So Mike Snider is talking about how “It’s easier to recognize and discuss basic competence in a metrical poem” The point being that it’s difficult to argue the merits of free verse and therefore bad free verse is, perhaps, slightly more likely to slide under the critical radar. In other words, metrical verse has an objective standard that must be met or at least nodded to in passing, while free verse has no objective standard. Any significant debate about the merit of a particular piece of free verse then, being subjective, is likely to devolve into a mere shouting match, with no way of determining the “winner.”
He leaves us with the question “how can you tell the difference between bullshit and real depth” with regard to free verse. I think though, that the question applies equally well to metrical verse. Certainly, with metrical verse, we can apply the objective (or at least semi-objective) standard, and weed out the completely incompetent, but once the poet has mastered meter, do they magically get a pass simply because the author is technically competent? In fact, I think that “bad” metrical poetry may get a pass as often as bad free verse because once it has passed the metrical standard it is passed over 1, at least this has been my experience in work-shopping my own poetry. In other words, once it has passed the additional standards imposed by form, a formal poem ought still to be subject to the same standard of critique as a free verse poem is initially.2 Which leaves us back at square one, but now looking at the whole range of poetry: “How can you tell the difference between bullshit and real depth?”
Assuming we want to apply some sort of standard, that we’ll agree with Poe that poetry is “the Rhythmical Creation of Beauty” but disagree with him as to whether or not “Its sole arbiter is Taste,” we have our work cut out for us. Because, if we accept that poetry is entirely subjective, then ALL criticism becomes pointless. But if we attempt to define poetry or to set a standard, then we face a task which has made greater minds than mine blanch at the prospect. When Boswell asked him, “Then, Sir, what is poetry?” Samuel Johnson replied, “Why, Sir, it is much easier to say what it is not. We all know what light is; but it is not easy to tell what it is.” Poetry seems to hover on the border of the indefinable, on the tip of the tongue. “If I feel physically as if the top of my head were taken off, I know that is poetry.”, though beautiful, and despite my love for Dickinson, hardly works as a standard for argument. Or to take a less emotional definition, neither does Amy Lowell’s “Concentration is the very essence of poetry.”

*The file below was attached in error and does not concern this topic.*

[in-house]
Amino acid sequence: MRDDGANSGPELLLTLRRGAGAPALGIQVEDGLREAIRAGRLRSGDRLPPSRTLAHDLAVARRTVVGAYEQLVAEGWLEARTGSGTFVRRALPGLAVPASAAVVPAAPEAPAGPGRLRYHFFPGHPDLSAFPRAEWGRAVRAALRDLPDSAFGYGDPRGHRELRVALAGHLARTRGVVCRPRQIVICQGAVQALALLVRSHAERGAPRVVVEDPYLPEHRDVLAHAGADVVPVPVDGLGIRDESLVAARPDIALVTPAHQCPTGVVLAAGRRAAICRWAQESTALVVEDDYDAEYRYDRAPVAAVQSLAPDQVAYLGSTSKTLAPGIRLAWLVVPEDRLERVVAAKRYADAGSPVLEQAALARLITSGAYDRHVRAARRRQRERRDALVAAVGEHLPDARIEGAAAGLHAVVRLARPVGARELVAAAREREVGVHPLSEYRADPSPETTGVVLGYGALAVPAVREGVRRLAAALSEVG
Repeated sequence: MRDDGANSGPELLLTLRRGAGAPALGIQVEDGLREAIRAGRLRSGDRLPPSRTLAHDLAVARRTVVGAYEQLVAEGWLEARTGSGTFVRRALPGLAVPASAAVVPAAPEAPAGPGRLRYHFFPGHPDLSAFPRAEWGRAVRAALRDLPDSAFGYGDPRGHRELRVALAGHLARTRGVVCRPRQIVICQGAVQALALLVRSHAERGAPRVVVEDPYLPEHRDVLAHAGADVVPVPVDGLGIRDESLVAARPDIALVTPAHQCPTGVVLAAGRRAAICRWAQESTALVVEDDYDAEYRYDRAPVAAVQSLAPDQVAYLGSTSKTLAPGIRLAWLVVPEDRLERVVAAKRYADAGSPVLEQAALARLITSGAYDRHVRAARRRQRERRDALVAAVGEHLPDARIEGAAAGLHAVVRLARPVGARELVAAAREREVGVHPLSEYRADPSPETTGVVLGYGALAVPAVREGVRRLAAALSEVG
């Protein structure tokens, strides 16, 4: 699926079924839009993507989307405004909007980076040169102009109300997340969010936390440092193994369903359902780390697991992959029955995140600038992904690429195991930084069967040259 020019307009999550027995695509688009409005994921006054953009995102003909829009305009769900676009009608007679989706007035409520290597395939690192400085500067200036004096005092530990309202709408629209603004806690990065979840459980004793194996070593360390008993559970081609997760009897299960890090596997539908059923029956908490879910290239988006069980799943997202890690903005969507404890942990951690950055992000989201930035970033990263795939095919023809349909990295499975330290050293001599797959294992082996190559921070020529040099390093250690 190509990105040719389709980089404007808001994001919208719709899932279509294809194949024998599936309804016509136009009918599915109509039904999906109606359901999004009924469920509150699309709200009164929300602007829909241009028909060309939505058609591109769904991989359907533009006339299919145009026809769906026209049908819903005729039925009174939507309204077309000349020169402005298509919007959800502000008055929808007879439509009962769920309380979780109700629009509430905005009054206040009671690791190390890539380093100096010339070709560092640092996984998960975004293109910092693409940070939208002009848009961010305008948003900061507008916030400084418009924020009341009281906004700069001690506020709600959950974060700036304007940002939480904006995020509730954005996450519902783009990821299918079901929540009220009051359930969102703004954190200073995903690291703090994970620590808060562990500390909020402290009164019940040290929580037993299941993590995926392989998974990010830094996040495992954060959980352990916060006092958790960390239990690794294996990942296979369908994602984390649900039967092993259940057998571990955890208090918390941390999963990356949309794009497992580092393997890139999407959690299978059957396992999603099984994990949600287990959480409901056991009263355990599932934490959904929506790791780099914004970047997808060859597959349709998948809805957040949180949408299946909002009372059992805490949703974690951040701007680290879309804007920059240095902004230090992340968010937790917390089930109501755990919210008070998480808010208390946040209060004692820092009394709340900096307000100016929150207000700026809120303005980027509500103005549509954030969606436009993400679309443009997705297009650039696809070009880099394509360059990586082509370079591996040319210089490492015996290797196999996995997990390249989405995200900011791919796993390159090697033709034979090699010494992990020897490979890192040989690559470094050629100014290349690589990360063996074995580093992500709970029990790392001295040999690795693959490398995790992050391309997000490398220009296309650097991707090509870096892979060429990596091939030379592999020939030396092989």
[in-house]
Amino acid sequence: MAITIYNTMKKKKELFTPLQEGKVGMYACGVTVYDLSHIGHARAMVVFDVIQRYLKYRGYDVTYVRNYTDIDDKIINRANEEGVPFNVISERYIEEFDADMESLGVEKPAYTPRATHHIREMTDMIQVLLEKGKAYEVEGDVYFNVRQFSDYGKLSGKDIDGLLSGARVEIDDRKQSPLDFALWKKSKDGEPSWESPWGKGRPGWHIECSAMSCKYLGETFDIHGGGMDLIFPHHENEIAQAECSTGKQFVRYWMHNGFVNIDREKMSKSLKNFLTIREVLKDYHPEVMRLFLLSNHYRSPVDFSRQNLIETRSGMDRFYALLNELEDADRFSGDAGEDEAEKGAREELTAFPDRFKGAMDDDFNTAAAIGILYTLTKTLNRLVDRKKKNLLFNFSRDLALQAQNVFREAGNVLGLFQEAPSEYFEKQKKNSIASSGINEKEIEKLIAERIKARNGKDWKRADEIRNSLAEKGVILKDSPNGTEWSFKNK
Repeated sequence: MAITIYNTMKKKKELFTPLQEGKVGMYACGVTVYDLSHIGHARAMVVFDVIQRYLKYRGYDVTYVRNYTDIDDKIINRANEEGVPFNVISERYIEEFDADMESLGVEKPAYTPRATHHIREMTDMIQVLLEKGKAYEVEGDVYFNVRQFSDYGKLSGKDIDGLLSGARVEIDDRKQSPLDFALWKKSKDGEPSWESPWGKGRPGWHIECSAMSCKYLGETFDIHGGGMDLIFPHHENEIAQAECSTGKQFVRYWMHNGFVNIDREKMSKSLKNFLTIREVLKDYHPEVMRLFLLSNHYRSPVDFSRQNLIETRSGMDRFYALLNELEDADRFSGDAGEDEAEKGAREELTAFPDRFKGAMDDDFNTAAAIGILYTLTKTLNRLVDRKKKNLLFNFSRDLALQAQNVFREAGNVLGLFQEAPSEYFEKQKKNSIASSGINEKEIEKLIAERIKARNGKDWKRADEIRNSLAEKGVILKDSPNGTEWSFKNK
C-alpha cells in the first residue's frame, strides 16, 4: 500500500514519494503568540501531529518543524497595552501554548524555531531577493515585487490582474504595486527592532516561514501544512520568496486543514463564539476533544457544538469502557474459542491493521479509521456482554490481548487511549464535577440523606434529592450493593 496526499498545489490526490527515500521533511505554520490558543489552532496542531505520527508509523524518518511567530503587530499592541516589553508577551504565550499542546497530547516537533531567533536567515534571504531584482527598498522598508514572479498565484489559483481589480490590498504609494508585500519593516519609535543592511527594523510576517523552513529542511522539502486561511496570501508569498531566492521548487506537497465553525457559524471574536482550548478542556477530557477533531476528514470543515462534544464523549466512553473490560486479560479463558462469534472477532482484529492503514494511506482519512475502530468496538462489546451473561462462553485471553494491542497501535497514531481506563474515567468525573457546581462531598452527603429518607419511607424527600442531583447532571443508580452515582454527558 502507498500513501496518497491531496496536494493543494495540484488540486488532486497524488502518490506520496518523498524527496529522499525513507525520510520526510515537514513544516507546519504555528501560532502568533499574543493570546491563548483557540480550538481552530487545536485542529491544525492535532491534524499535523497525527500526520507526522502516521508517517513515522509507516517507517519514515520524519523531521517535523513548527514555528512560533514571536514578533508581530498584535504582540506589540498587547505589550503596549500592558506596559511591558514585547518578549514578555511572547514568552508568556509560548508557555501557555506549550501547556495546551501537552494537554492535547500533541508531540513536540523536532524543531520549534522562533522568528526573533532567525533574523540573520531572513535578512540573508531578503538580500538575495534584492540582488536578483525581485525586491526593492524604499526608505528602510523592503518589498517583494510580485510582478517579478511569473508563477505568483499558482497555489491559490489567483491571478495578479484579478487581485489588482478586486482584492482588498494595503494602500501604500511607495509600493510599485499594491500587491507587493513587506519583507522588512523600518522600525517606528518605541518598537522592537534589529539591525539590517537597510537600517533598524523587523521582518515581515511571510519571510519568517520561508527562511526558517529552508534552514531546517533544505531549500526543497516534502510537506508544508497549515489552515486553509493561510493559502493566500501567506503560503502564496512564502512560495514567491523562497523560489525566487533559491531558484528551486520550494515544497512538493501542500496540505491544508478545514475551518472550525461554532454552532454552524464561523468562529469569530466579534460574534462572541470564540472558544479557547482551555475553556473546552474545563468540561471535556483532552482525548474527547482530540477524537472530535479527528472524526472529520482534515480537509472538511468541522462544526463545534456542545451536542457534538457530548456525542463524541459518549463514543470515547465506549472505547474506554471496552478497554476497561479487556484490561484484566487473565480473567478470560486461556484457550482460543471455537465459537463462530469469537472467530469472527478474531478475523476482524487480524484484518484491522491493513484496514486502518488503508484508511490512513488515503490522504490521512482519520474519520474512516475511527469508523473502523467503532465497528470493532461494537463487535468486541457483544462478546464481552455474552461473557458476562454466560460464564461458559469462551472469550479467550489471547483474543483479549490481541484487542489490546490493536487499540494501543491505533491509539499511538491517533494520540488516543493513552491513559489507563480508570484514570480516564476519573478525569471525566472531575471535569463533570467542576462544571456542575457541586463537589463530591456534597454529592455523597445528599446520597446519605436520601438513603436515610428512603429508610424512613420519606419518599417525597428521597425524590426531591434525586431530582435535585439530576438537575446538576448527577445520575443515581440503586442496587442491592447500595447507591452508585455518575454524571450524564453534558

There are things that we can look at, though, whether in free or formal verse. We can examine the aural structure of the poem and determine whether it supports or distracts from the message of the poem.3 Ditto the visual structure. We can look at the metaphor (or metaphors) that are used and see how well they hold up throughout the piece. We can look at the images that are chosen and judge them both on originality and on specificity or concreteness. I could list more, but I think the point is made: There are objective standards by which arguments can be made as to the quality of a poem, over and above its technical competence, for both formal and free verse, arguments which ought to, in an unemotional venue, be able to stand up well to any attack(1 again), even when made about the work of an “established” poet. The question is a good one, and I will be interested to see what other responses and opinions it generates.
3Assuming of course that we can find a message or image or whatever that the poem is supposed to be about. If we can’t then either we are incapable of examining that poem, or it is really really bad. I don’t buy the “you don’t have to understand it to experience it” philosophy.